With Zidane’s exit went French hopes of breaking down a masterful Italy defence marshalled superbly by captain Fabio Cannavaro, with the ensuing penalty shoot-out becoming an unavoidable inevitability. That France lost the shoot-out 5-3 to a surprisingly nerveless Italy is only part of the tragedy for Zidane. He had showed with his seventh minute spot-kick how expert he is from 12 yards, and would surely have been first to step up to the mark in the shoot-out. His absence proved costly for the team, but also brought with it a quite disgraceful end to what has been a glittering career. The former Juventus and Real Madrid star bows out of the sport after winning 108 caps for France, scoring 31 goals along the way including two which contributed to the 3-0 World Cup final victory over Brazil in Paris in 1998.
He takes with him the Golden Ball Award, given to the player voted by journalists as the player of the tournament in Germany 2006. Clearly the vote was counted some time prior to his moment of madness in Berlin, and his nomination as the prize-winner is no doubt a great source of embarrassment to FIFA. Yet the wider implications are that it will now be impossible to place the career of Zidane into any kind of context without remembering his wild head-thrust at former Everton defender Materazzi.
For all his artistry on the field, and notwithstanding the numerous honours won by the former World Player Of The Year, he has now left an indelible and unsightly blot on his copybook. Few players throughout history have lit up The Beautiful Game in quite the manner which Zidane has managed to do down the years, but it seems that with his genius comes the generous portion of madness that is often associated with such other-worldly gifts.
Other greats have had their personality defects closely scrutinised despite their bewildering brilliance on the field. Just as the late George Best’s detractors begrudge him legendary status as a result of his off-field activities, so Diego Maradona’s point to his penchant for powder and his propensity to blatantly cheat. While Zidane is renowned as a polite, unassuming character off the field with a clean living reputation, his actions in the 2006 World Cup final will have earned him a similar kind of notoriety in the eyes of many.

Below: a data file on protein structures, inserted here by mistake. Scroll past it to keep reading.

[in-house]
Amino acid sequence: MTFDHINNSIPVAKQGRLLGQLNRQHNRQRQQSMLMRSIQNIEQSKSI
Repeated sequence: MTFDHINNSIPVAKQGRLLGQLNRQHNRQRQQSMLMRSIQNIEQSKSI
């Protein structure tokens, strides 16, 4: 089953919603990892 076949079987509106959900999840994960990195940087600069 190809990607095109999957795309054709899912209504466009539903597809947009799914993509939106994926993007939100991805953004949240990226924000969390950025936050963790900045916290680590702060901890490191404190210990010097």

And yet there has been so much to admire about Zidane. Aside from the many accolades picked up by the 34 year-old along the way, it was the way in which he so elegantly played the game which gives rise to the notion that he is one of the game’s all-time greats. At times the football seemed surgically attached to his magical feet, and rarely has a professional athlete possessed such balance and grace as that owned by the former French captain. He could score goals too, witness his jaw-dropping volley for Real Madrid in the 2002 Champions League final victory over Bayer Leverkusen at Hampden Park, and the impudence with which he casually chipped Gianluigi Buffon from the penalty spot during the early moments of his ill-fated swan-song.
Though a fading star during World Cup 2006, his majesty had been enough to carry France though to a second World Cup final, with his displays against Spain and Brazil providing snippets of the vintage Zidane. The world will remember these, as it will his exploits in ‘98 and his many inspirational performances for both Juve and Real. However, the world will now also remember the dark side of Zidane, and how a glorious career ended with an appalling act of madness.
By Stephen Orford
10 July 2006